Simply put, I find this highly gratifying. Like many of my colleagues, I didn’t pursue a career in this industry for purely financial reasons; I wanted to be a part of the energy transition and to see my efforts make an impact, both in terms of renewable energy deployment and new economic opportunities. Frankly, it feels good to know that my projects are creating good jobs.

TRANSITION TO "TECH NEUTRAL" TAX CREDITS

Finally, I’d like to point out one other feature of the IRA which has flown under the radar in popular news coverage: the transition to “tech neutral” tax credits that will take place in 2025. Under current law, and for the next 2 – 3 years, tax credits are available only for specifically enumerated energy technologies. That is, the tax code expressly defines solar photovoltaics (so long as, curiously, they’re not used to heat a swimming pool), wind turbines and a few other energy sources as technologies for which tax credits are available. But this will change suddenly on January 1, 2025, when references to specific types of technology will effectively be struck from the tax credit provisions and replaced with a single overarching criterion: whether the energy source is carbon neutral.


This puts the entire energy industry on equal footing. That is, even traditional thermal generators using fossil fuels are technically eligible for energy subsidization via the IRA, they just have to demonstrate carbon neutrality (via carbon capture or similar means). In my view, the implication is that renewable energy, and wind and solar in particular, are no longer niche technologies that must be guided through infancy, but mature market participants that have outgrown tailored federal support. Instead, it’s our energy infrastructure as a whole that must modernized and expanded. Congress doesn’t care how we get there, but their assistance is contingent on keeping your carbon emissions in check. If sponsors want to build carbon intensive projects, they may do so, but at a slightly higher cost of capital. This strikes me as both appropriate and as good policy: carbon intensive projects should be more costly to build, as this reflects the costs their emissions impose on society. In economics parlance, we might say that the IRA takes a large step towards “internalizing the externality” of carbon emissions, a long-term goal of many climate advocates.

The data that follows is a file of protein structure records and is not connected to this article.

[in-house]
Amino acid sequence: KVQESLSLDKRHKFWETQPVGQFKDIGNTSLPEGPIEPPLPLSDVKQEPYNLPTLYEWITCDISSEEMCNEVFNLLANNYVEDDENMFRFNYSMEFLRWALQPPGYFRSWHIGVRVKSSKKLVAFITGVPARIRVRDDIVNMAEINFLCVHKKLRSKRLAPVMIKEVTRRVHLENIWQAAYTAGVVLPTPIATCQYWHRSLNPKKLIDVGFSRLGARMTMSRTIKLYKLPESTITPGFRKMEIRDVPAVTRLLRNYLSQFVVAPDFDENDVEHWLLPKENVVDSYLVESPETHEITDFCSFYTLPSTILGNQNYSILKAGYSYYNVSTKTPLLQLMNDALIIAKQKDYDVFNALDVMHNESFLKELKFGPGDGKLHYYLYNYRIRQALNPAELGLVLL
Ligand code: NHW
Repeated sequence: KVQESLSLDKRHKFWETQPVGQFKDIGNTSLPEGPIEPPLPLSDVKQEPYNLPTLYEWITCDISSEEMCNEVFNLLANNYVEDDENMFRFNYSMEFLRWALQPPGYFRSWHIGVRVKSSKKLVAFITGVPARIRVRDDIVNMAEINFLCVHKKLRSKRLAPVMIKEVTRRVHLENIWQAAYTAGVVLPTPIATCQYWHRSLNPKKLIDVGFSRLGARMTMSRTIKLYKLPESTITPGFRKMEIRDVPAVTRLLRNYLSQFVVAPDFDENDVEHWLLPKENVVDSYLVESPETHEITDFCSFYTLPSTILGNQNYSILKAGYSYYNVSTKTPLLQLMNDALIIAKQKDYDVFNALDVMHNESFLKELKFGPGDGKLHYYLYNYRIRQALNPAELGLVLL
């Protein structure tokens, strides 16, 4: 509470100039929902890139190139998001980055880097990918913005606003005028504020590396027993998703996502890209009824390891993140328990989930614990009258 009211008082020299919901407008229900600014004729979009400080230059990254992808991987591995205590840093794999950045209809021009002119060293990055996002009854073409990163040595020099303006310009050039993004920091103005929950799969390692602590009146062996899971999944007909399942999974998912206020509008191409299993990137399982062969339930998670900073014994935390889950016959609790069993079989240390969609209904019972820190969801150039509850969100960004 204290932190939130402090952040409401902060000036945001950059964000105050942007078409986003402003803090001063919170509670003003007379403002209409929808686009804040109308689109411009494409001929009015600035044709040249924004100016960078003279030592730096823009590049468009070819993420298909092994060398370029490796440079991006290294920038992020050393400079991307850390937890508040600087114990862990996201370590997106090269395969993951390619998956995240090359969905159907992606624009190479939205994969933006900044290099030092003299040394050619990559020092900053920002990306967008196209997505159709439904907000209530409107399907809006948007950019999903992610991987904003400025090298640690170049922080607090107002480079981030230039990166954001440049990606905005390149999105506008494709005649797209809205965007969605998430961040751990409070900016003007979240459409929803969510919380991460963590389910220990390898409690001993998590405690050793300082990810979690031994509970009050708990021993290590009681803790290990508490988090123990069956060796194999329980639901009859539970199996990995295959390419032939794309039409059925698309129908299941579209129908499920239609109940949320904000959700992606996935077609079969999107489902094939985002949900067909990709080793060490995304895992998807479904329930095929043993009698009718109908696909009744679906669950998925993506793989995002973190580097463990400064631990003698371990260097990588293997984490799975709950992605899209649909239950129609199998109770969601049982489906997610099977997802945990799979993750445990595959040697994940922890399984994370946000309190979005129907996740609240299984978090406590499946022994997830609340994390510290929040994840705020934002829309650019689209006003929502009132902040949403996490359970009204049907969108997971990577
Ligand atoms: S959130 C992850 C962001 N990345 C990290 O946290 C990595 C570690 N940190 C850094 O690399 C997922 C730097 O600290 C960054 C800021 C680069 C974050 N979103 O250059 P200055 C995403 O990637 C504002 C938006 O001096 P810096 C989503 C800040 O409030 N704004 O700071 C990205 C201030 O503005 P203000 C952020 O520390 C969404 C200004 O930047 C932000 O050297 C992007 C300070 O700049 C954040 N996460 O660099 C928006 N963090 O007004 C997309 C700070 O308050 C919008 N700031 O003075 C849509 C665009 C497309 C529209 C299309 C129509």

I stated at the outset that the IRA has allowed us to finally bring our energy policy into alignment with our climate goals. I highlighted these two examples, prevailing wage and “tech neutral” credits, because I think they are two areas that demonstrate this alignment. We indeed have exciting times ahead of us.

[1] It may be worth noting that the “cost” of the IRA’s energy incentives and the amount of investment that they will create do not follow a 1:1 ratio. Tax credits make viable projects that would otherwise not exist, and the size of the tax credit, or the tax revenue not received by the IRS, represents 30% or less of the project’s total upfront cost. In other words, for every $1 of foregone tax revenue, we see closer to $3 of clean energy investment. EDPR NA DG Contacts:


Samuel Egendorf

E: samuel.egendorf@edp.com Louis Langlois E: louis.langlois@edp.com